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The 10 Coolest Cars With Horrible Engines


The 10 Coolest Cars With Horrible Engines

Carmakers like Lexus, Volvo, and Honda are known for making engines that are virtually unbreakable and putting them in some pretty cool sports cars. However, some of our favorite cars were defined by their lackluster engine offerings. Brands like Chevy which often claim to be dependable and reliable have fitted some of their signature cars with underpowered, hard-to-maintain, and problem-prone engines.

So if you want to know what cool cars were offered with horrible engines, and what the symptoms of a blown engine are, keep reading! Here are 10 of the coolest cars with horrible engines.

12 Chevrolet Camaro-2.5L Iron Duke I4

1983 Chevy Camaro Via Wikimedia Commons

Chevrolet brought the 3rd generation to the market in 1982, a time when large displacement and high horsepower engines were extremely unpopular. As a result, Chevrolet offered the economy-based Iron Duke Inline 4 in the base model Camaro.

The Iron Duke was reliable enough but only made 90 horsepower. Automobile Catalog also reports a 0-60mph time of 12.9 seconds, slower than most economy cars today. The Iron Duke Camaro is the worst Camaro ever produced.

11 Triumph TR7 – 2.0L Slant 4 I4

1981 Triumph TR7 parked in a drivewayvia BaT

The TR7 is one of Triumph’s most important cars, surviving the Malaise Era and being one of the last TR cars produced by Triumph. Unfortunately, a sub-engine with reliability issues was equipped in the TR7.

The Slant 4 equipped in the 1980 Triumph TR7 only made 86 horsepower, making this the most underpowered car on this list. Hemmings reviews from owners gripe about head-gasket failure and electrical issues as well. The TR7 would be best avoided by gearheads.

Related: 8 Things We Love About The Triumph Spitfire (2 Reasons We’d Never Buy One)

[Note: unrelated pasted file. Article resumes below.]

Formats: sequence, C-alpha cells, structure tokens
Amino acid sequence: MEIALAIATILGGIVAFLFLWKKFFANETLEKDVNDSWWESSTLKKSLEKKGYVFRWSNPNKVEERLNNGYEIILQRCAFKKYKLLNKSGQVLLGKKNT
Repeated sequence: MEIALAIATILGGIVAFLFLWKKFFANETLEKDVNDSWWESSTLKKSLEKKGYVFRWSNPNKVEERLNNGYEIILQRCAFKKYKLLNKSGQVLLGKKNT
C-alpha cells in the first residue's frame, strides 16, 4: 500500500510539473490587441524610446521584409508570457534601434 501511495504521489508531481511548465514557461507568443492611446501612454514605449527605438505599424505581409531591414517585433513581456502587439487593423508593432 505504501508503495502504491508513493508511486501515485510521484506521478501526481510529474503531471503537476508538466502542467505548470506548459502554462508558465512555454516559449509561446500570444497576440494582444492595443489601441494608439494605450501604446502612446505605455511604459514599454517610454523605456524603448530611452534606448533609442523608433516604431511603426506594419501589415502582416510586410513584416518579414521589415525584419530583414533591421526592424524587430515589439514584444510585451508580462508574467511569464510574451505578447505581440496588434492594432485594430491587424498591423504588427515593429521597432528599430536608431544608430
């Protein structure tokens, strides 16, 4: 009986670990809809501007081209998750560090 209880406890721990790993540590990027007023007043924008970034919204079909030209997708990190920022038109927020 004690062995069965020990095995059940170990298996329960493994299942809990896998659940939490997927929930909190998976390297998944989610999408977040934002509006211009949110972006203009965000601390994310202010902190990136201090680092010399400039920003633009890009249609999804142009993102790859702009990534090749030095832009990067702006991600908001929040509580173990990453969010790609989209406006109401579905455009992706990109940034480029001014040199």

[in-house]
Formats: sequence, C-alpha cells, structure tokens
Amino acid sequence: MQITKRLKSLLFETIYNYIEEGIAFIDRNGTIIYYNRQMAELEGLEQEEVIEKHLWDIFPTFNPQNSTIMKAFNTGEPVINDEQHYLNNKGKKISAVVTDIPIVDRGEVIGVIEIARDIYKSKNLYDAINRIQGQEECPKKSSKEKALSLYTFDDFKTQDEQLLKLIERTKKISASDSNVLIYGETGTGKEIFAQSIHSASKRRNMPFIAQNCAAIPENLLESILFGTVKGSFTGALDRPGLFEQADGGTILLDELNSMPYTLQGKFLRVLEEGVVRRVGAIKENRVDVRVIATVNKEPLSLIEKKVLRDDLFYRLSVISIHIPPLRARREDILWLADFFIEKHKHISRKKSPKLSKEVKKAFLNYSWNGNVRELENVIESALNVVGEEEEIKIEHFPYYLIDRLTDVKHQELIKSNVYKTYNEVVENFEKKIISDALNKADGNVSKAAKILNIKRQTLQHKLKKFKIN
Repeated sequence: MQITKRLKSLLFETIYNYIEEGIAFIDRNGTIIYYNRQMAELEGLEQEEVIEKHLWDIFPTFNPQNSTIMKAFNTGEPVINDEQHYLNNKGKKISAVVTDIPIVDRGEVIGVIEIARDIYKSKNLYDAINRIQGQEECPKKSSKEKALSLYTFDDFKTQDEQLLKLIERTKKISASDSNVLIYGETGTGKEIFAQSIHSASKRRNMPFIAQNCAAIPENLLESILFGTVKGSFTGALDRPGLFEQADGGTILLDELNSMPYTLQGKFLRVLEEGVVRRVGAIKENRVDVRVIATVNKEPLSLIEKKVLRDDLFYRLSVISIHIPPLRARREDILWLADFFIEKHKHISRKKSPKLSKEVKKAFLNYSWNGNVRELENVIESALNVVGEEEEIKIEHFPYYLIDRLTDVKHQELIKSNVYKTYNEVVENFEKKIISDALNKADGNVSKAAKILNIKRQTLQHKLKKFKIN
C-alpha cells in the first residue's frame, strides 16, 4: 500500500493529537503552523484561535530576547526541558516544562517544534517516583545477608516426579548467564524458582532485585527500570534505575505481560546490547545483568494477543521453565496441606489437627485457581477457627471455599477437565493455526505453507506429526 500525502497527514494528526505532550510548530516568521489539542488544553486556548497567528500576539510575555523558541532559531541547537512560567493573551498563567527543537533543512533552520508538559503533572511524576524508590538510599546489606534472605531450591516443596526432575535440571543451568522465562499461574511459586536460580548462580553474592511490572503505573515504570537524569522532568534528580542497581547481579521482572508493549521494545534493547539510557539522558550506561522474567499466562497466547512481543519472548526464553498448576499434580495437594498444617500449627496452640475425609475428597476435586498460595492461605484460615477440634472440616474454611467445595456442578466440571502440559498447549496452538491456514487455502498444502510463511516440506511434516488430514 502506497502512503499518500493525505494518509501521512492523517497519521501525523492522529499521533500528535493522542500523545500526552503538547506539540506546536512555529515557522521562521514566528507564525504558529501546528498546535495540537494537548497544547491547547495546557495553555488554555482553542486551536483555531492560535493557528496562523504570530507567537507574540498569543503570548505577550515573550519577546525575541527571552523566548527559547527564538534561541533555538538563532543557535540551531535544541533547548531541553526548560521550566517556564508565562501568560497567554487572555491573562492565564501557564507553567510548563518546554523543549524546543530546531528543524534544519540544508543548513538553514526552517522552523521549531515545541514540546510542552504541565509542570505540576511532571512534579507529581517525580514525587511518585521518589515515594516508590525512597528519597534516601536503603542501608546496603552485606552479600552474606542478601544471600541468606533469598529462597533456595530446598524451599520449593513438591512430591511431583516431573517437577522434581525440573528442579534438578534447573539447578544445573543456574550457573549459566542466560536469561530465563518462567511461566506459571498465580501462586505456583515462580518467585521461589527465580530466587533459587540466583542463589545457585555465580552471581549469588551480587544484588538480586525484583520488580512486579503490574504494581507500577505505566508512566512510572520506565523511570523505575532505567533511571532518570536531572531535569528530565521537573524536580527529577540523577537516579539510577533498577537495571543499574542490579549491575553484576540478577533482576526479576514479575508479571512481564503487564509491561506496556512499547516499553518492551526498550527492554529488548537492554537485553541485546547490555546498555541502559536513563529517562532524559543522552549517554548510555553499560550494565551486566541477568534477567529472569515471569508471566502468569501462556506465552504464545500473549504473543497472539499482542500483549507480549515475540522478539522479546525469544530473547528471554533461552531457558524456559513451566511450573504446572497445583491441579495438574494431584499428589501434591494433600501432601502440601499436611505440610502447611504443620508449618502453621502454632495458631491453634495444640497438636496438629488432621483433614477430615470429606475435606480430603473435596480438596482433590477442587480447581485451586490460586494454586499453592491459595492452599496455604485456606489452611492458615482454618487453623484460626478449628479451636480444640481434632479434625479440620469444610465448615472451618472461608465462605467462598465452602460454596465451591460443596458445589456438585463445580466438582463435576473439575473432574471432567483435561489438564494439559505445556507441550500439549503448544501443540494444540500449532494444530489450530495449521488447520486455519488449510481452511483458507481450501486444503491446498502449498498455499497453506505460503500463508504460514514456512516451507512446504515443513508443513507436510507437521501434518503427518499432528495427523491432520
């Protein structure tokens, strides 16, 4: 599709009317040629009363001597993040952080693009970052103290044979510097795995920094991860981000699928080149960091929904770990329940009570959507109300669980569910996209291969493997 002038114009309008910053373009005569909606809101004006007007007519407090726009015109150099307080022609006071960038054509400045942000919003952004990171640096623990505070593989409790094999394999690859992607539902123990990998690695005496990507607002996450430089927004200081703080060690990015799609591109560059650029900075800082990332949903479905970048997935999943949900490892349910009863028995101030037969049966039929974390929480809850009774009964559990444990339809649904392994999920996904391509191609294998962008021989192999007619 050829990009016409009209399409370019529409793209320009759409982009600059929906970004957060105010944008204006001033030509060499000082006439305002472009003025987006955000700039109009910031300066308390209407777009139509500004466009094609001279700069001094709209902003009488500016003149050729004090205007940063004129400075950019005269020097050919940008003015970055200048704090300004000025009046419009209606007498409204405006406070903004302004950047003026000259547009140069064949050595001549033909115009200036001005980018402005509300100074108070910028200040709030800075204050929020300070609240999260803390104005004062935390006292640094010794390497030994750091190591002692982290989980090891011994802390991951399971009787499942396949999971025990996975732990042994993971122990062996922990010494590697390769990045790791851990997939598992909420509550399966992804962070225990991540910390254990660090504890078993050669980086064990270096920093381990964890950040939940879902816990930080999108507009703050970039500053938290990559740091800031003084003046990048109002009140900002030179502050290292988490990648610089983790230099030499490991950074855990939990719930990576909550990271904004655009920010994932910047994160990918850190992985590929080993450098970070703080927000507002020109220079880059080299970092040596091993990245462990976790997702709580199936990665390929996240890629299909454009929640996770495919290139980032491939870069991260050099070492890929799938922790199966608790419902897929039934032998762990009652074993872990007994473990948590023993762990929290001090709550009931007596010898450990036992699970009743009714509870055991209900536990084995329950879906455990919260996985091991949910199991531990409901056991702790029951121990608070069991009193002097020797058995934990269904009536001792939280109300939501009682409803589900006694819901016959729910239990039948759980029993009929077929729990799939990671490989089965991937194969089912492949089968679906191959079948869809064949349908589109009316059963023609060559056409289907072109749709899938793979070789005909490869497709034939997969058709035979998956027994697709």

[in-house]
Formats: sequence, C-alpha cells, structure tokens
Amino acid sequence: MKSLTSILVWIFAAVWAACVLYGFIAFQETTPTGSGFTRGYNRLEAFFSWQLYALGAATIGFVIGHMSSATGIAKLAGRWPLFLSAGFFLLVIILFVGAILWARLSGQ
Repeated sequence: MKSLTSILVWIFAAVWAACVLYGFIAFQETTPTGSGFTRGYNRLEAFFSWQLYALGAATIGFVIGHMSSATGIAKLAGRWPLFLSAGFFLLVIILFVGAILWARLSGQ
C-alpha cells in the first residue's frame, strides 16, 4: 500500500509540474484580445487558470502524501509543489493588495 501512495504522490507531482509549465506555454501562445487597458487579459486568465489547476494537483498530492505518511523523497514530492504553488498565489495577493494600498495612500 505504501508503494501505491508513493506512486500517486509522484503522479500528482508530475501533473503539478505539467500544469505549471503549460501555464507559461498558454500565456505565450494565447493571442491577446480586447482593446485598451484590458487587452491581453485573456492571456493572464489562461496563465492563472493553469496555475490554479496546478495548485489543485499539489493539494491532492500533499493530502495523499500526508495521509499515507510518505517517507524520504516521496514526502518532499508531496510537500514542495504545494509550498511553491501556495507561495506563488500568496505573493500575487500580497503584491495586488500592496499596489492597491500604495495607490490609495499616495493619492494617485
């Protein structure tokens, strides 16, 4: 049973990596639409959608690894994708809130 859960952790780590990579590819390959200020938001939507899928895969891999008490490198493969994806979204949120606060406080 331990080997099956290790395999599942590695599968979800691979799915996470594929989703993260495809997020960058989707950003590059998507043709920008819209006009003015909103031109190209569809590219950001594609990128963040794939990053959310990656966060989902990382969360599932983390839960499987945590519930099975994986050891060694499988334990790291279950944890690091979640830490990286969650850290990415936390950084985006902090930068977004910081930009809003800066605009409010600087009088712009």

10 BMW M5 V10 – 5.0L S85 V10

2008 BMW M5 with a V10 parked in front of an officevia BaT

The M5 has been the host of several performance-minded engines, including a range of iconic straight 6s and V8s. Tragically, the 5.0L V10 in the E60 generation was plagued with reliability issues from the start.

The V10 was good on power and provided an incredibly smooth drive according to owners. BMW Tuning Co. reports problems with the rod bearings though, which would cause catastrophic engine failure. This German sports car will bankrupt you.

9 Jaguar XJS V12 – 5.3L HE V12

1985 Jaguar XJS V12 HE Sports CarVia: BringaTrailer

The XJS may be one of the most iconic cars produced by Jaguar, behind the legendary E-Type of course. What would have been a perfect grand touring car was ruined by the faulty 5.3L Jaguar V12 unfortunately though.

Breakeryard.com documents failures reported by the owners including overheating issues, corrosion, and plenty of leaks; telltale signs of engine failure.

Related: Here’s How The Jaguar XJS Will Bankrupt You Through Maintenance And Repair Costs

8th DeLorean DMC-12 – 2.6L PRV V6

1981 DeLorean DMC-12 parked in a driveway with doors openvia BaT

Would you be surprised to learn that Marty’s DeLorean from Back To The Future would have struggled to even hit 88mph? The DeLorean used an underpowered 2.6L V6 borrowed from Peugeot only good for 130 horsepower.